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DevOps Resolutions for 2016 | @DevOpsSummit #DevOps #Microservices
DevOps isn’t just about engineering better processes. It’s also about cultural transformation.
Jan. 21, 2016 02:00 PM
At year-end, we often consider where we've fallen short over the last twelve months - and how we can do better over the next twelve. For IT leaders, DevOps is likely to be a primary concern for 2016. As application awesomeness becomes more important to the business, IT must get great code into production faster. DevOps success is thus imperative - especially if you're competing against digital-first market disrupters.
DevOps, though, isn't just about engineering better processes. It's also about cultural transformation. This reality makes some IT leaders uneasy, because excellence at operational management - rather than cultural leadership - got them where they are today.
But DevOps success requires cultural leadership. Without that leadership, people will work in 2016 the same way they worked in 2015.
KPIs are particularly useful tools for this cultural leadership, because they define goals and incentives. Here, then, are three key performance indicators (KPI) related New Year's resolutions to consider for 2016:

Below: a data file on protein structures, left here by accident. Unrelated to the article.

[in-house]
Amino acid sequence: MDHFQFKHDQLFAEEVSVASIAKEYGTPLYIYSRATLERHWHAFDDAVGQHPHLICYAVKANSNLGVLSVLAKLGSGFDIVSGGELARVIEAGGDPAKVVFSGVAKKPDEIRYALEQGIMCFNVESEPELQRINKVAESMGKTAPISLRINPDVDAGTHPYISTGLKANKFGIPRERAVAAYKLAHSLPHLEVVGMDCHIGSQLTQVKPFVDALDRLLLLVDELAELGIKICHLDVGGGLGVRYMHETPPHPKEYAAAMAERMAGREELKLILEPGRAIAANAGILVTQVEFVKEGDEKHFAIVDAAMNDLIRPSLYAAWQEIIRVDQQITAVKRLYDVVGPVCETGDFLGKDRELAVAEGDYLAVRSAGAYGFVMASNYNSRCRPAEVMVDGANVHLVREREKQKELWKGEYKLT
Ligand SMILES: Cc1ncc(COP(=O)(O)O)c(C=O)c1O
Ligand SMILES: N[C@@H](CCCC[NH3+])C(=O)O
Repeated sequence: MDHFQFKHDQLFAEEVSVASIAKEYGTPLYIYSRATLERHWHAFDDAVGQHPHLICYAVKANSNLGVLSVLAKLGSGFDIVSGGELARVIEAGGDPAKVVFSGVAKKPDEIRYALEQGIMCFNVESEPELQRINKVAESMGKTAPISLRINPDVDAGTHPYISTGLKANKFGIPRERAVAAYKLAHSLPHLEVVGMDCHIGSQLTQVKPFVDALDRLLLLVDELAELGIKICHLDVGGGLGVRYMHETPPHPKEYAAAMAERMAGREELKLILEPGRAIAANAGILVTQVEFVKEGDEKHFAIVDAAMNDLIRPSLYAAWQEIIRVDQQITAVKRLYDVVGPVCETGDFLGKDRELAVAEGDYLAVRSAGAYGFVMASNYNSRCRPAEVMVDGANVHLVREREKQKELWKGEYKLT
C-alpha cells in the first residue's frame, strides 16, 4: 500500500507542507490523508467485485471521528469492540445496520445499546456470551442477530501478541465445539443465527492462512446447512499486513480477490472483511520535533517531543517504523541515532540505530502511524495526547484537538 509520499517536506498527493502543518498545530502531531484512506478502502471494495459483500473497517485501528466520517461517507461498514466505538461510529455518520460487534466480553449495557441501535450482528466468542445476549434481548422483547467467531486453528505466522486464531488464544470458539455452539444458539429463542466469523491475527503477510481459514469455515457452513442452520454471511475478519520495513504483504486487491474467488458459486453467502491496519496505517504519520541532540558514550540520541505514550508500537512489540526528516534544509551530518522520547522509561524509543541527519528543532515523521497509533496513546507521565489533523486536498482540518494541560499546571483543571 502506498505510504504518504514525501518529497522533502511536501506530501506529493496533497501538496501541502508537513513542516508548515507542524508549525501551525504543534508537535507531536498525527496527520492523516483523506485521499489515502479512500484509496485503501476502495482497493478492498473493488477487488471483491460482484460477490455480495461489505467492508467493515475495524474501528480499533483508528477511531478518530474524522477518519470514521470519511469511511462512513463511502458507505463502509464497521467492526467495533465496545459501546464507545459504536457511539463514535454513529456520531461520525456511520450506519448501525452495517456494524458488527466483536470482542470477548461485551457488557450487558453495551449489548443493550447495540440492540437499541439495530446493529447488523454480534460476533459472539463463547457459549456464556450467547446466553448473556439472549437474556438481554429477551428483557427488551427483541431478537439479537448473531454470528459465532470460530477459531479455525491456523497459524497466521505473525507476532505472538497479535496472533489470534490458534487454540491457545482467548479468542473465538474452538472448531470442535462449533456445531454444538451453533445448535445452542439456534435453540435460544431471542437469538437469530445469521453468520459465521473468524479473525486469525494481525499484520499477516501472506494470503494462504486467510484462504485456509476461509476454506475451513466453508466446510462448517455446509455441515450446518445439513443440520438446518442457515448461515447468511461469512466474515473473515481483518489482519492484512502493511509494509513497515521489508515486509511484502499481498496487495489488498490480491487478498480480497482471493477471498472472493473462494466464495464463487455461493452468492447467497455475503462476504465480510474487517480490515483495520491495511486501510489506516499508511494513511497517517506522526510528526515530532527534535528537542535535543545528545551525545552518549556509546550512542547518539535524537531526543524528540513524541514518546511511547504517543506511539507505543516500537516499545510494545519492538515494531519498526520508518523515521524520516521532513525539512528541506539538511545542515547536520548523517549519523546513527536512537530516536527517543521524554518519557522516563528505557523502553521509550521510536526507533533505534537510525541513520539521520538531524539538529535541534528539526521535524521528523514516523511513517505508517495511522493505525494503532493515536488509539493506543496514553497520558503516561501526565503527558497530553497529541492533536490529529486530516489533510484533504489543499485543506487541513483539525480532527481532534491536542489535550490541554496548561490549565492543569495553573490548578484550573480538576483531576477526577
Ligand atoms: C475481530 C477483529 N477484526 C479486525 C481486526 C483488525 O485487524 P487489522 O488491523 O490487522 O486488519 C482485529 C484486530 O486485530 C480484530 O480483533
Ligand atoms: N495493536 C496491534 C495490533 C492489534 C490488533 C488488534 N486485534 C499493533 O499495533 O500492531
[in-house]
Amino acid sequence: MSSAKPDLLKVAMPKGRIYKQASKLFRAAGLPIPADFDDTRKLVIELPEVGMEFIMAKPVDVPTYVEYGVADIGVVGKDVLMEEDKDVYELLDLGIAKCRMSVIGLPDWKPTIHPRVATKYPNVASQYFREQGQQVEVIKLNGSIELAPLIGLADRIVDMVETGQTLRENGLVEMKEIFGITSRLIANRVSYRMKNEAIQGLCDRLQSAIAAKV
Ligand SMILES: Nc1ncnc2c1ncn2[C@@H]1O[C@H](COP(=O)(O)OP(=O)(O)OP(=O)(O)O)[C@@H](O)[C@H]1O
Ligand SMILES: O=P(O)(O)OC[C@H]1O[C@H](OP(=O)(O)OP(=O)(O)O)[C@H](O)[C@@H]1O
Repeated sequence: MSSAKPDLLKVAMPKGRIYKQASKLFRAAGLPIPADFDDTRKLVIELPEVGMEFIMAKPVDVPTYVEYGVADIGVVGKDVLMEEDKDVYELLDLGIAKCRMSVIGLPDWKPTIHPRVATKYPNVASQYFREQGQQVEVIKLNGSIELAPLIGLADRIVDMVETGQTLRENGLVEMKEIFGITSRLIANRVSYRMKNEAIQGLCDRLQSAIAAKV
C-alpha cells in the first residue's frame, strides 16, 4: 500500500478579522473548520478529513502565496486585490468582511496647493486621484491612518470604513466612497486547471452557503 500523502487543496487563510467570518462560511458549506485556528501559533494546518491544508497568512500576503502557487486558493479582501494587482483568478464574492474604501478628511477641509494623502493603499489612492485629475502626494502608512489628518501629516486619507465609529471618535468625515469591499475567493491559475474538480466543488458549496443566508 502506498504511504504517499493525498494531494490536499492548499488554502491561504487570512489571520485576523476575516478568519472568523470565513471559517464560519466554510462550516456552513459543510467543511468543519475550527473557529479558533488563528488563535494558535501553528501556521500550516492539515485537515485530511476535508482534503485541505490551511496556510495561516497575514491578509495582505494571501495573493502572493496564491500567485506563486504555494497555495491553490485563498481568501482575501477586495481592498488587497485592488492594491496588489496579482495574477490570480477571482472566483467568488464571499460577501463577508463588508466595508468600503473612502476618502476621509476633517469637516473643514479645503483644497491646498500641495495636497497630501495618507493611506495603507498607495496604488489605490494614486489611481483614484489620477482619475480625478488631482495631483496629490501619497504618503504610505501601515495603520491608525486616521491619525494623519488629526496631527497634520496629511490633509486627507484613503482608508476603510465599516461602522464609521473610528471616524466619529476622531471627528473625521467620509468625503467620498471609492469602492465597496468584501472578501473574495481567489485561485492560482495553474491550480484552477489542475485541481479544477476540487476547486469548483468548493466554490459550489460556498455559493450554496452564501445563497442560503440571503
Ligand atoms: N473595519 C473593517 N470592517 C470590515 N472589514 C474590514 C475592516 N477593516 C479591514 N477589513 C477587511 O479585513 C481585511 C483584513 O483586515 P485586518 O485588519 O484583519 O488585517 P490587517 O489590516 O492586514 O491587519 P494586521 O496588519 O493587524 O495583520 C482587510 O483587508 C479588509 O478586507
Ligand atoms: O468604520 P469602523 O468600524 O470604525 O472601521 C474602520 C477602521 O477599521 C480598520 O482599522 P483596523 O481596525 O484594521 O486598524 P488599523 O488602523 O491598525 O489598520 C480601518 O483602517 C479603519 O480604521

"I will unify my DevOps team KPIs"
DevOps requires the de-siloing of KPIs and collective responsibility for their fulfillment. Everybody has a stake in continuous delivery and in minimizing MTTR. Nobody gets to point their finger.
Cultural DevOps leadership is thus akin to coaching football. Coaches don't just incentivize receivers to run their routes well. They also disincentivize blaming the linebackers for a loss. IT leaders should do likewise.
"I will add cultural KPIs to my operational ones"
Can you measure frequency of blame? Collaboration across skill silos? Trust? Of course you can. Those metrics may be grounded in subjective perceptions, but that doesn't make them any less real or relevant to your cultural mission.
"I will include myself in the ‘us-ness' of our KPIs"
Contemporary managers face this irony on many fronts as the drive for flatter organizations and the influx of Millennials redefine the workplace. Self-exclusion, though, is especially problematic for IT leaders attempting to re-make their organizations in order to fulfill the near-impossible demands of a globalized digital marketplace.
Yes, you need to get your developers and ops staff to do many things differently next year. New models of work, however, require new models of leadership. To change others, as the cliché goes, you must first change yourself.
And you can't change what you don't measure. That's why IT leaders should make self-examination a top resolution list for 2016.
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